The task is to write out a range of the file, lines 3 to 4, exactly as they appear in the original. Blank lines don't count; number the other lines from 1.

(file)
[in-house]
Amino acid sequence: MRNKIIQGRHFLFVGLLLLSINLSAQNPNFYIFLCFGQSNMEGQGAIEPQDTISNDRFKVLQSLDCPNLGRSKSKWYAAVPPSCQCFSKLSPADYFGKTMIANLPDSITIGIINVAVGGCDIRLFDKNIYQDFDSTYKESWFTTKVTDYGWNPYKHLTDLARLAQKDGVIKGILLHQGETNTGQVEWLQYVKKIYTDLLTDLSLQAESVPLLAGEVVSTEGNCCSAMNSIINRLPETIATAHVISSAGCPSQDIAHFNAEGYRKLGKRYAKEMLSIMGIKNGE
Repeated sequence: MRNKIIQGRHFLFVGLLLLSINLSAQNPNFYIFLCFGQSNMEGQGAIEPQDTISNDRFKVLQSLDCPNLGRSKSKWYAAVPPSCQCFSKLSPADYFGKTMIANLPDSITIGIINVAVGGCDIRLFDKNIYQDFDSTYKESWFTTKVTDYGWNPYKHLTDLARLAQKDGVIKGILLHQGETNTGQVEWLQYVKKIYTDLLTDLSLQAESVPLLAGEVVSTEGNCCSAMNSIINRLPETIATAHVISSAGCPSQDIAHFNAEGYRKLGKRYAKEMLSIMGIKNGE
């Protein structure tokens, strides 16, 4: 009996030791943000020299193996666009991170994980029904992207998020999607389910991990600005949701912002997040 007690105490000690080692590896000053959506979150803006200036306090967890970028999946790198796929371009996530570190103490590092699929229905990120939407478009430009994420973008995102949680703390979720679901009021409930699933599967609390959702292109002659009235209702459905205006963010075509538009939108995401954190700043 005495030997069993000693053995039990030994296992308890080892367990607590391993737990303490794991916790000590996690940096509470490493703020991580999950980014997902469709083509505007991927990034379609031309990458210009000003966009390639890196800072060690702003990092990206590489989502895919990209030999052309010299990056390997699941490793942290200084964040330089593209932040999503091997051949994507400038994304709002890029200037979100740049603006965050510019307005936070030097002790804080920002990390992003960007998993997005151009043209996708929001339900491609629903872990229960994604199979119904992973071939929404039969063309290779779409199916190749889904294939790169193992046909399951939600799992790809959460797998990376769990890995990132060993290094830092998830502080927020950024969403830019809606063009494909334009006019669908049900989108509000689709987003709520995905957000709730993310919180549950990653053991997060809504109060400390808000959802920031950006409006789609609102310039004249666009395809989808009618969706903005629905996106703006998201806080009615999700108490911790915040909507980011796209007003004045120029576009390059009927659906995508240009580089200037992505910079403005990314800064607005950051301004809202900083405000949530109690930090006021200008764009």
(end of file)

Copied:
Repeated sequence: MRNKIIQGRHFLFVGLLLLSINLSAQNPNFYIFLCFGQSNMEGQGAIEPQDTISNDRFKVLQSLDCPNLGRSKSKWYAAVPPSCQCFSKLSPADYFGKTMIANLPDSITIGIINVAVGGCDIRLFDKNIYQDFDSTYKESWFTTKVTDYGWNPYKHLTDLARLAQKDGVIKGILLHQGETNTGQVEWLQYVKKIYTDLLTDLSLQAESVPLLAGEVVSTEGNCCSAMNSIINRLPETIATAHVISSAGCPSQDIAHFNAEGYRKLGKRYAKEMLSIMGIKNGE
């Protein structure tokens, strides 16, 4: 009996030791943000020299193996666009991170994980029904992207998020999607389910991990600005949701912002997040 007690105490000690080692590896000053959506979150803006200036306090967890970028999946790198796929371009996530570190103490590092699929229905990120939407478009430009994420973008995102949680703390979720679901009021409930699933599967609390959702292109002659009235209702459905205006963010075509538009939108995401954190700043 005495030997069993000693053995039990030994296992308890080892367990607590391993737990303490794991916790000590996690940096509470490493703020991580999950980014997902469709083509505007991927990034379609031309990458210009000003966009390639890196800072060690702003990092990206590489989502895919990209030999052309010299990056390997699941490793942290200084964040330089593209932040999503091997051949994507400038994304709002890029200037979100740049603006965050510019307005936070030097002790804080920002990390992003960007998993997005151009043209996708929001339900491609629903872990229960994604199979119904992973071939929404039969063309290779779409199916190749889904294939790169193992046909399951939600799992790809959460797998990376769990890995990132060993290094830092998830502080927020950024969403830019809606063009494909334009006019669908049900989108509000689709987003709520995905957000709730993310919180549950990653053991997060809504109060400390808000959802920031950006409006789609609102310039004249666009395809989808009618969706903005629905996106703006998201806080009615999700108490911790915040909507980011796209007003004045120029576009390059009927659906995508240009580089200037992505910079403005990314800064607005950051301004809202900083405000949530109690930090006021200008764009």